Disgraced ex-ESPN radio host Colin Cowherd was a fool when he argued that baseball can’t be very “complex,” since one-third of pro players are from the Dominican Republic. But he was correct in hinting that Dominicans now seem to be dominating our national pastime, with stars from Cuba, Venezuela, and Mexico also making an impact. What’s crystal clear to me is that a passion for pelota is alive and well among Spanish-speaking countries in our hemisphere, a sentiment that is no longer the case here in the States. While I hate to beat a dead horse, this is an issue that media idiots like Cowherd fail to understand.
Even though baseball isn’t necessarily a sport for the wealthy, it does require plenty of gear, which is sometimes out of financial reach for less fortunate children. So it’s often necessary to adjust and improvise. It’s that spirit and a love for the game that created vitilla, the Dominican version of New York stickball that has enabled youngsters to develop an advanced skill set at an early age.
Vitilla is a game that was born in the Dominican Republic sometime during the 1970s. The only requirements to compete are a small, disk-shaped object called a vitilla (usually two plastic water jug caps that are pressed together) and any kind of long stick. The game can be played with or without bases, and informal street games usually consist of only three players: the pitcher, catcher, and the batter. If the vitilla is caught in the air or is picked up before it stops rolling, that’s an out. But hitting the vitilla is not an easy thing to do. At an early age, most youngsters learn how to grip this small weapon to make it drop or curve like a Wiffle ball on steroids.
At an early age, most youngsters learn how to grip this small weapon to make it drop or curve like a Wiffle ball on steroids.
“That thing can really move funny, and it’s great training for the eyes,” says veteran Colorado Rockies shortstop José Reyes. “Any Dominican major league player who says he never played vitilla is lying.”
Many scouts (including me) widely believe that the game of vitilla dramatically helps hand-eye coordination. That’s why so many great Dominican players of the past, like Miguel Tejada, Sammy Sosa, and most notably, Vladimir Guerrero, were excellent “bad ball” hitters. The down side to that theory, of course, is that while vitilla is awesome for hand- and upper-body quickness, it does little to develop lower-body strength and power. A reputable buscón (trainer), however, is keen on doing a lot of tee work with youngsters on the side. With constant repetition, this swing exercise allows a player’s hips to catch up with his hands and develop better balance.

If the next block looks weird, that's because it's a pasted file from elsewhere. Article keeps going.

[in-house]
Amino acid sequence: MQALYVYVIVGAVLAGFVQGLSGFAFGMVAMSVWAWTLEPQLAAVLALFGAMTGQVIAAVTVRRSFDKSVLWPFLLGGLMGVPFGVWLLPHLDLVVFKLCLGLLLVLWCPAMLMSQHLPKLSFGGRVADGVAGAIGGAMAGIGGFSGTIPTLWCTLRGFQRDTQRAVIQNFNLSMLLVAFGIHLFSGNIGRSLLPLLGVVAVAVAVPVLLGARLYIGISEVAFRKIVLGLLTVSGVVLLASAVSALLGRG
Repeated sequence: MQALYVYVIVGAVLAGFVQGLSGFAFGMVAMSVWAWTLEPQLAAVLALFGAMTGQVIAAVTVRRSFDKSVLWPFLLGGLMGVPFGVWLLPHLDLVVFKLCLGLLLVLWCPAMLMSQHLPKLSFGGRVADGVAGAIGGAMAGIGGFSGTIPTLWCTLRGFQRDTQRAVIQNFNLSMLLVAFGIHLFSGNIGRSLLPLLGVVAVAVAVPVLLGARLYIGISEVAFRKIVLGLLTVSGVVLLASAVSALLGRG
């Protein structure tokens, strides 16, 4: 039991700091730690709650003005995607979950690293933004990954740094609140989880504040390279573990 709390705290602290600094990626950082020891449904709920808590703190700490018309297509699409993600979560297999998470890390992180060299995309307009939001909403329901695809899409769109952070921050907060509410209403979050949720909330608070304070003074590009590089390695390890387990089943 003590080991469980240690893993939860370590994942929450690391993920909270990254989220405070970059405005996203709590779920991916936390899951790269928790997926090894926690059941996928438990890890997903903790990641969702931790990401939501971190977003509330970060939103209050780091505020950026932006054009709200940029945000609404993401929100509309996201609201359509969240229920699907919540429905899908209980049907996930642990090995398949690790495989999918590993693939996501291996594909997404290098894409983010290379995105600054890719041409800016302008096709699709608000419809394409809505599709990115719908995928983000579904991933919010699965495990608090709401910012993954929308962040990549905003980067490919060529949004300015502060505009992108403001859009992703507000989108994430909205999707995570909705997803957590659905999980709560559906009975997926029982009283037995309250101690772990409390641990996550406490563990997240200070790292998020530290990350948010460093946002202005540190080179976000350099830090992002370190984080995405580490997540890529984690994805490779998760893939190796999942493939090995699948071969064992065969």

With so many Dominican icons now playing in the big leagues, it’s understandable that word is starting to spread about the magic of vitilla. A 2007 documentary, Rumbo a las grandes ligas (Road to the Big Leagues), reflects on the struggles of Dominican youth and their ultimate dream to escape poverty and sign an MLB contract.
Vitilla has become a part of Dominican culture.
The film seems to capture the fact that kids use vitilla as a tool to “hit their way off the island,” and it gave the American public its first glance at the game. What outsiders fail to realize is that vitilla has become a part of Dominican culture. Games in big city barrios take on an almost carnival atmosphere, with music, dancing, and plenty of food and drink to celebrate the proceedings. It’s not uncommon to see entire blocks closed off to traffic for these extravaganzas.
Not surprisingly, Red Bull now sponsors annual events in the D.R., and on September 20, Joseph Yancey Track & Field, next to Yankee Stadium, will play host to a 16-team tournament. There will be two categories for experienced and novice participants, and I would imagine that several self-proclaimed pros from Washington Heights will be making an appearance. Now there’s even equipment being marketed under the trade name Beteyah Products in Providence, R.I. Slickly-manufactured “beteyahs” sell for $9.99 a dozen, while specialized bats go for $11.99. And if you want to splurge, you can buy a game player’s set complete with a strike zone target for $69.99.
The intention was to start a pick-up game, armed with a single ball and a worn bat.
Baseball has always taken on a simple approach in Latin America, and even with all the glistening academies, that will never change. A friend of mine once witnessed a group of boys in rural Nicaragua chasing some grazing cattle off a pasture. The intention was to start a pick-up game, armed with a single ball and a worn bat. Youth in Panama, including Mariano Rivera when he was little, are used to playing baseball barefoot on the beach every day. It’s also a true story that Miami Marlins’ star pitcher José Fernández used to throw rocks against the wall as a 10-year-old in Cuba, all while coached by his savvy abuelita. With that in mind, is there any wonder why the concept of vitilla is turning heads?
I have to say, I was shocked when the mighty Dominican team went two and out this year in the Little League World Series. I mean, seriously, how the hell could this happen? After some lengthy speculation, I figured it out – prior to leaving for South Williamsport, these young phenoms obviously didn’t play enough vitilla.